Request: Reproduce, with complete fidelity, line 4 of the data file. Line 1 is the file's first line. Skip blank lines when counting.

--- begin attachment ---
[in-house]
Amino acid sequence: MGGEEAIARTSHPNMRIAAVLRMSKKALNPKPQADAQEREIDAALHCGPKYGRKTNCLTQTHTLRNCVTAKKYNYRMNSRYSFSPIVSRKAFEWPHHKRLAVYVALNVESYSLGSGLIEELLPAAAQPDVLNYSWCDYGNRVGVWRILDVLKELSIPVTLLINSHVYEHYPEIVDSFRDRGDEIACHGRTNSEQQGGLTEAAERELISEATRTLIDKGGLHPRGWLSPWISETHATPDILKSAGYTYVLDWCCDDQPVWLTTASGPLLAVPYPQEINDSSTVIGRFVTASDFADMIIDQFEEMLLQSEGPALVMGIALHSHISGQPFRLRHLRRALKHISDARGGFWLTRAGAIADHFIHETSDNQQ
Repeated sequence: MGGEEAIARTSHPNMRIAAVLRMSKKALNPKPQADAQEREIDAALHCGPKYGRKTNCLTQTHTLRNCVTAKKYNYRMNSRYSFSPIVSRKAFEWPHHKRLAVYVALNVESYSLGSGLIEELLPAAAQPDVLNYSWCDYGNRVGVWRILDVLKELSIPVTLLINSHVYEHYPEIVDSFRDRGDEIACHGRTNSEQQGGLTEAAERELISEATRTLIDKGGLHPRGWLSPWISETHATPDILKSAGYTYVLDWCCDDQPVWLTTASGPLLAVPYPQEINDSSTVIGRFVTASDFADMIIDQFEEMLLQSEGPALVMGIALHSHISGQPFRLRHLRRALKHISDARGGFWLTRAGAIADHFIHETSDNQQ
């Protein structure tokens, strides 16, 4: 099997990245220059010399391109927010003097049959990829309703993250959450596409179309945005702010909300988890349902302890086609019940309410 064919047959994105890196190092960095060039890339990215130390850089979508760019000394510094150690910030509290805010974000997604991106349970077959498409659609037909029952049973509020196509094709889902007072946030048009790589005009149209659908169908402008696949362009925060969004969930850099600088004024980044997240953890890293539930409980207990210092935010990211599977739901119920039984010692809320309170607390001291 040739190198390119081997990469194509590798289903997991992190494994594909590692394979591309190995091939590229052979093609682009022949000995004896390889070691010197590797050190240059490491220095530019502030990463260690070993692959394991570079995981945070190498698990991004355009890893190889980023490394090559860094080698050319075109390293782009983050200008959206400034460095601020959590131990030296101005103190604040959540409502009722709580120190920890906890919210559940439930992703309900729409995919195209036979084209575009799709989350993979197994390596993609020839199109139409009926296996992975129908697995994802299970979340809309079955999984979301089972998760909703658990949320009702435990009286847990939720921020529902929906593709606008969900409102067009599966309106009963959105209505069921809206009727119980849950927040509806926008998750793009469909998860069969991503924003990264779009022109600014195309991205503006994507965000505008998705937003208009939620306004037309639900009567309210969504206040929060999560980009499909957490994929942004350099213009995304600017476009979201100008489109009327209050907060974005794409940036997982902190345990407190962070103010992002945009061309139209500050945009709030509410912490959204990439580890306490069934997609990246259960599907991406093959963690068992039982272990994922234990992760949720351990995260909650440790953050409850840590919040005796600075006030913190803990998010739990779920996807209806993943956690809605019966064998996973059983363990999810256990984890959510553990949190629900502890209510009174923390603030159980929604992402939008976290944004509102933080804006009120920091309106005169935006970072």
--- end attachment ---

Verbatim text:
């Protein structure tokens, strides 16, 4: 099997990245220059010399391109927010003097049959990829309703993250959450596409179309945005702010909300988890349902302890086609019940309410 064919047959994105890196190092960095060039890339990215130390850089979508760019000394510094150690910030509290805010974000997604991106349970077959498409659609037909029952049973509020196509094709889902007072946030048009790589005009149209659908169908402008696949362009925060969004969930850099600088004024980044997240953890890293539930409980207990210092935010990211599977739901119920039984010692809320309170607390001291 040739190198390119081997990469194509590798289903997991992190494994594909590692394979591309190995091939590229052979093609682009022949000995004896390889070691010197590797050190240059490491220095530019502030990463260690070993692959394991570079995981945070190498698990991004355009890893190889980023490394090559860094080698050319075109390293782009983050200008959206400034460095601020959590131990030296101005103190604040959540409502009722709580120190920890906890919210559940439930992703309900729409995919195209036979084209575009799709989350993979197994390596993609020839199109139409009926296996992975129908697995994802299970979340809309079955999984979301089972998760909703658990949320009702435990009286847990939720921020529902929906593709606008969900409102067009599966309106009963959105209505069921809206009727119980849950927040509806926008998750793009469909998860069969991503924003990264779009022109600014195309991205503006994507965000505008998705937003208009939620306004037309639900009567309210969504206040929060999560980009499909957490994929942004350099213009995304600017476009979201100008489109009327209050907060974005794409940036997982902190345990407190962070103010992002945009061309139209500050945009709030509410912490959204990439580890306490069934997609990246259960599907991406093959963690068992039982272990994922234990992760949720351990995260909650440790953050409850840590919040005796600075006030913190803990998010739990779920996807209806993943956690809605019966064998996973059983363990999810256990984890959510553990949190629900502890209510009174923390603030159980929604992402939008976290944004509102933080804006009120920091309106005169935006970072």